In releasing its annual summer travel forecast recently, the Air Transport Association of America (ATA) projected modest, 1.5-percent growth in passengers over last year and expressed relief that people continue flying despite the overall economic impact of higher fuel prices. I would venture that ATA should worry as well about the cumulative impact of wedging people in unbearable economy-class seating. Witness the aborted United Airlines flight to Ghana on May 29, turned back to Washington Dulles with an F-16 escort after a passenger reclined his seat and a fight erupted.
In recent weeks, I’ve had occasion to fly economy class on a couple of different flights with a major U.S. carrier–United Airlines–and I can attest to the fleeting resentment one feels when your forward neighbor has the audacity to recline. The very next thought that enters your mind is, “That’s fine. I’ll do the same to the person behind me.” But is that any way to travel? How do you maintain your composure when angling out of a bucket seat with your airline-issued pillow and blanket in hand (international flights only), headphones tethered to the armrest, tray table down and carry-on bag stored under the seat in front of you?
TripAdvisor’s SeatGuru offers a comprehensive listing of airline seat dimensions, indicating that most long-haul economy class seats are about 17 or 18 inches wide, less than the armrest in front of my computer keyboard. Now, I may be a wide body, but I’m no A380. It’s not seat width that aggravates me; it’s legroom, as I apparently have longer thighbones than the majority of the U.S. male population. SeatGuru lists seat pitch, an indicator of legroom, of 30 to 32 inches for many airlines. My forward neighbor may choose to recline, but he’s going to have my knees pressed into his kidneys.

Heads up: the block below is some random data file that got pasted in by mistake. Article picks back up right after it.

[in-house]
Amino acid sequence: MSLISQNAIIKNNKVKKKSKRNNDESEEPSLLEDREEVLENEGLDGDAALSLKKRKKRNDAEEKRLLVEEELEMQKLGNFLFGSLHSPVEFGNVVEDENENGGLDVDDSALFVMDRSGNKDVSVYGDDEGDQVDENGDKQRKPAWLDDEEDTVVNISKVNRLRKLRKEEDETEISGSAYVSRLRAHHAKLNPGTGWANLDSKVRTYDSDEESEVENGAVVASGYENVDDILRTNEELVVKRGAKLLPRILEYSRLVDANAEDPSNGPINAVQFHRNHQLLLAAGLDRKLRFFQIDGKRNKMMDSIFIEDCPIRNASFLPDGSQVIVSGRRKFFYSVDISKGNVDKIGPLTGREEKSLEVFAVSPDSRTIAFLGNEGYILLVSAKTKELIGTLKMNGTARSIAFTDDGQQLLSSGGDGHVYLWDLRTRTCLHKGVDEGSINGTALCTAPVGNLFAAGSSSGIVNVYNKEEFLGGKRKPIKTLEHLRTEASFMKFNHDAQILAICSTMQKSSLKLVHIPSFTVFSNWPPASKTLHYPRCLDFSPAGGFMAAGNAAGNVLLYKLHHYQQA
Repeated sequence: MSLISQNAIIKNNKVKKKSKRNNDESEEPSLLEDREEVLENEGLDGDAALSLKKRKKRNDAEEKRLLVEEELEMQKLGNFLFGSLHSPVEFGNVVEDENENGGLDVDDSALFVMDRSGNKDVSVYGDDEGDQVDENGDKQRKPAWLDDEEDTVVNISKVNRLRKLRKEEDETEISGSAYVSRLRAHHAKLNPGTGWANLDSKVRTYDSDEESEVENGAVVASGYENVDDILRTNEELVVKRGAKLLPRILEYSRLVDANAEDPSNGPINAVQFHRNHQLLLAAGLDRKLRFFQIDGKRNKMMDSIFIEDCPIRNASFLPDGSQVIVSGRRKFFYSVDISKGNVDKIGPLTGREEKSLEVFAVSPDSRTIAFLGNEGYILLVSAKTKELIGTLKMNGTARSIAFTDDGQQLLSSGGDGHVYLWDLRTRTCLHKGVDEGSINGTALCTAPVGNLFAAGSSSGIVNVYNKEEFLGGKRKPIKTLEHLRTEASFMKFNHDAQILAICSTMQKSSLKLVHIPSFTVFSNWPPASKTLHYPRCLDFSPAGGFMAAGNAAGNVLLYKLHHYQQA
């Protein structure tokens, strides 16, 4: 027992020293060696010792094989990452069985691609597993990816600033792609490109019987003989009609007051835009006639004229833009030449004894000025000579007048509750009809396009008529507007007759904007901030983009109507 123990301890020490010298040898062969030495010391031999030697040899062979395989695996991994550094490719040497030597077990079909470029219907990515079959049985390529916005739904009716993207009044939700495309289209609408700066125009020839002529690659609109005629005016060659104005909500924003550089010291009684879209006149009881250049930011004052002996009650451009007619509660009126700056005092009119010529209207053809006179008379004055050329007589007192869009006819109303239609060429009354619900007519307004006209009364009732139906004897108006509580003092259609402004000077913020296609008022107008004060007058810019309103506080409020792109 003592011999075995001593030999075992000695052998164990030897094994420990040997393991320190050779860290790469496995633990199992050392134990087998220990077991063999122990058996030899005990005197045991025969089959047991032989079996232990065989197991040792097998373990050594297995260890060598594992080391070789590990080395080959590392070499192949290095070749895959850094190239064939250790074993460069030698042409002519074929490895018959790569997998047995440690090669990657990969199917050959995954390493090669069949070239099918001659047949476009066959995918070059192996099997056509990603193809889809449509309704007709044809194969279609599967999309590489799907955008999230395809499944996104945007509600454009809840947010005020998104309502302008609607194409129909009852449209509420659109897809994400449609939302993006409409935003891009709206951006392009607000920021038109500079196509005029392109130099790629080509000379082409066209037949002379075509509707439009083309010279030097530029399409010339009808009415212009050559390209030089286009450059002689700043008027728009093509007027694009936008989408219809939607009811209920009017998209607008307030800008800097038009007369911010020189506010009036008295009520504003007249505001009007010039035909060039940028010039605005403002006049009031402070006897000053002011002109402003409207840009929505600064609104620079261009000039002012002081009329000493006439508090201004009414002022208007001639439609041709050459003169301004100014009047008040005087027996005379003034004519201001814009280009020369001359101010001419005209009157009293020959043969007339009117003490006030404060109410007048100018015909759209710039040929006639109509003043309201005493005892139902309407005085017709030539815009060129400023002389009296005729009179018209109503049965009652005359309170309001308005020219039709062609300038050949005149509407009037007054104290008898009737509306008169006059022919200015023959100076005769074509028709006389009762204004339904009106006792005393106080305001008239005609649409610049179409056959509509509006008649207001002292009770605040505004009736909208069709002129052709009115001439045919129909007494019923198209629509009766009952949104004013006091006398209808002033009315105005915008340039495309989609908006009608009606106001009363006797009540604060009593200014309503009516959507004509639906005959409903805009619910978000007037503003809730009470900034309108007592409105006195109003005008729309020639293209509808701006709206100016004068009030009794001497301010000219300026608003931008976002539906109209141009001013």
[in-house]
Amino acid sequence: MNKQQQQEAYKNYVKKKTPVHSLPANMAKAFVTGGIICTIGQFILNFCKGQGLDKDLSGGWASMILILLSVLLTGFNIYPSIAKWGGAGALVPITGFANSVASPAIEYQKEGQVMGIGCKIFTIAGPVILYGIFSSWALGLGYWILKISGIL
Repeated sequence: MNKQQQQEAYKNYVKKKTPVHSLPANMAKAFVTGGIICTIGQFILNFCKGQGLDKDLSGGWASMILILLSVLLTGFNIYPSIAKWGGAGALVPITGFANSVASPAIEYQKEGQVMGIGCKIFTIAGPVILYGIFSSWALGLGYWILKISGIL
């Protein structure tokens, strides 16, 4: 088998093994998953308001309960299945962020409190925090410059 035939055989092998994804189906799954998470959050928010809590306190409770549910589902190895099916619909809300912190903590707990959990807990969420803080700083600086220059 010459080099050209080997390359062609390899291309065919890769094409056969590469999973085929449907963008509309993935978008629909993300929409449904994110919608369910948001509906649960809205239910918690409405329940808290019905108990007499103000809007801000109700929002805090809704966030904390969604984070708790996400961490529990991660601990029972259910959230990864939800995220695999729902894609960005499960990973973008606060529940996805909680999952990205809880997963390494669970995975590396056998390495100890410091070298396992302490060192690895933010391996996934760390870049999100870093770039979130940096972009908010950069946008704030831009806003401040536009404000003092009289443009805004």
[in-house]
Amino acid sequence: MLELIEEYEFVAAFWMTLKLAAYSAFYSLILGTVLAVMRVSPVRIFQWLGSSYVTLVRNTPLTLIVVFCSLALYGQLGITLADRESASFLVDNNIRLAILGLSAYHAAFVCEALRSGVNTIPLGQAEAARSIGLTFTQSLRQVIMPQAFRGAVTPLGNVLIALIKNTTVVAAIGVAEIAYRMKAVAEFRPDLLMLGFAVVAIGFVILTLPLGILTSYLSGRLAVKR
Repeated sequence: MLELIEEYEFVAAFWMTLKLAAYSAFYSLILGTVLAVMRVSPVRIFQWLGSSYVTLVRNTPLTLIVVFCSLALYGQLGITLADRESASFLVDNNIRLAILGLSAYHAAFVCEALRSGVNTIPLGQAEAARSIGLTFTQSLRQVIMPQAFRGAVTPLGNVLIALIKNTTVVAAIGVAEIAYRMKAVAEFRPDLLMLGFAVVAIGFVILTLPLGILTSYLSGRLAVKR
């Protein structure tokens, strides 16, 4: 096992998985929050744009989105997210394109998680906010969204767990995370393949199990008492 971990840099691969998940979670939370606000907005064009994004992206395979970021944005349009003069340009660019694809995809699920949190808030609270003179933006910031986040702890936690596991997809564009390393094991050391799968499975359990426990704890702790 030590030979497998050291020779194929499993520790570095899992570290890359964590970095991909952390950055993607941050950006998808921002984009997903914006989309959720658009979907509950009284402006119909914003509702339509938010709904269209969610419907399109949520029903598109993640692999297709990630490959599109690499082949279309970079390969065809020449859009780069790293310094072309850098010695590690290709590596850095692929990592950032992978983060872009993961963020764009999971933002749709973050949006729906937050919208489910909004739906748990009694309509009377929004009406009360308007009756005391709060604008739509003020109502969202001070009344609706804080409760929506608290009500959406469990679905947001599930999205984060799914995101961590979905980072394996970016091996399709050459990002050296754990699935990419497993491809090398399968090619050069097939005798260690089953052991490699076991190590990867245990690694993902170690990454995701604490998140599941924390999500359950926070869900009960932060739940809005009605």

Unless I’m imaging things, the situation with rank-and-file economy class seating appears to be worsening. Likely, it’s because of that latest phenomenon–economy plus seating–that has further stratified passenger cabins along economic lines. You can imagine the airlines, in search of new revenue streams, notching back seats on the floor tracks that run the length of the fuselage.
On my most recent flight, a Boeing 757, United (our industry representative example here) promoted a seating upgrade with the slogan, “not just legroom, laptop room.” That would have helped, as I was unable to fully deploy my svelte MacBook Pro because of the aforementioned reclining neighbor. United Economy Plus seating provides five additional inches of legroom to the standard 31 inches of seat pitch in coach for $69. That’s about 14 bucks an inch.
I think that United and other carriers should be honest and call it what it is. Thirty-six inches of legroom is still just Economy. Anything less is Economy Minus.